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Screening Mimosa (Albizia julibrissin) Seedlings for Resistance to Nematodes and Fusarium Wilt. Alice Jacot McArdle, Horticulturist, USDA, ARS, U.S. National Arboretum, Washington, DC 20002. Frank S. Santamour, Jr., Research Geneticist, USDA, ARS, U.S. National Arboretum, Washington, DC 20002. Plant Dis. 70:249-251. Accepted for publication 3 September 1985. This article is in the public domain and not copyrightable. It may be freely reprinted with customary crediting of the source. The American Phytopathological Society, 1986. DOI: 10.1094/PD-70-249.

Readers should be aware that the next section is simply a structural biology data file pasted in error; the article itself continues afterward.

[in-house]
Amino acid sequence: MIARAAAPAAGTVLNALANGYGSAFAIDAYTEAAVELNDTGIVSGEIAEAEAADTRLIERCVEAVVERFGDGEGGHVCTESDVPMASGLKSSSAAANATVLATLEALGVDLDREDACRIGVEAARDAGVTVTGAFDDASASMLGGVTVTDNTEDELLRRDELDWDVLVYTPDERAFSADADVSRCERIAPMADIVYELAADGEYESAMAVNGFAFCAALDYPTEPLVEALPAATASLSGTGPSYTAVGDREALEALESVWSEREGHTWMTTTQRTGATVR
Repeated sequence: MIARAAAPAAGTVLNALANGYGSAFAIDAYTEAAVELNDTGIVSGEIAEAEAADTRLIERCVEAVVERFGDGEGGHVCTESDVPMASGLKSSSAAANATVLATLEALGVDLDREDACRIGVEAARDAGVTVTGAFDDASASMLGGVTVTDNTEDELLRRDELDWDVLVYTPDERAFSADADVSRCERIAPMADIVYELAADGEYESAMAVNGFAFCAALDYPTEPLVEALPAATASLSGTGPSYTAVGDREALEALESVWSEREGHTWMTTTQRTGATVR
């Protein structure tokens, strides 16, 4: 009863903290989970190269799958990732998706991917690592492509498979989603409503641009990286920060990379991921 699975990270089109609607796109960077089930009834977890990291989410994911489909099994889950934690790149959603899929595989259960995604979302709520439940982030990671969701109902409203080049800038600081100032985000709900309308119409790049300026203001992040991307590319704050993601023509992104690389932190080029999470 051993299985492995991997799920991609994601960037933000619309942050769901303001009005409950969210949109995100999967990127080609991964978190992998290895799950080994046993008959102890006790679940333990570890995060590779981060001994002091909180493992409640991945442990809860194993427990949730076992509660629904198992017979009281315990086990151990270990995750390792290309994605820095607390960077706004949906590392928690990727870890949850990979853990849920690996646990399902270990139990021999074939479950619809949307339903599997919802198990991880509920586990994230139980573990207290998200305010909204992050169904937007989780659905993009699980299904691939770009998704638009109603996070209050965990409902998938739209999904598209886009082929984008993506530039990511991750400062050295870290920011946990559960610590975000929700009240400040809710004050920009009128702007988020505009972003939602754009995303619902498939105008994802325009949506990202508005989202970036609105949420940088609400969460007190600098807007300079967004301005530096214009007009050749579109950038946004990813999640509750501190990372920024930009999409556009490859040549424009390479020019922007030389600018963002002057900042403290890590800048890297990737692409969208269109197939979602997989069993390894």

About 7,600 seedlings of Albizia julibrissin were used in screening procedures designed to select individuals resistant to the combined effects of the wilt fungus Fusarium oxysporum f. sp. perniciosum and the root-knot nematodes Meloidogyne incognita and M. javanica. Mortality increased significantly when Fusarium-inoculated seedlings were grown in media infested with the nematodes. Survival of seedlings derived from intercrossing among trees originally selected for wilt resistance was significantly higher than that of seedlings from unselected parents. Of 6,000 seedlings from wilt-resistant parents, 2,818 were alive after growing in a nematode-infested medium for 70 days after Fusarium inoculation. Six hundred of the most vigorous survivors were reinoculated with Fusarium, and although 312 of these were still alive after 7 mo, only 78 were symptomless the following spring. The surviving seedlings will be field-planted and evaluated during the next 5 yr to select wilt-resistant cultivars with superior horticultural characteristics.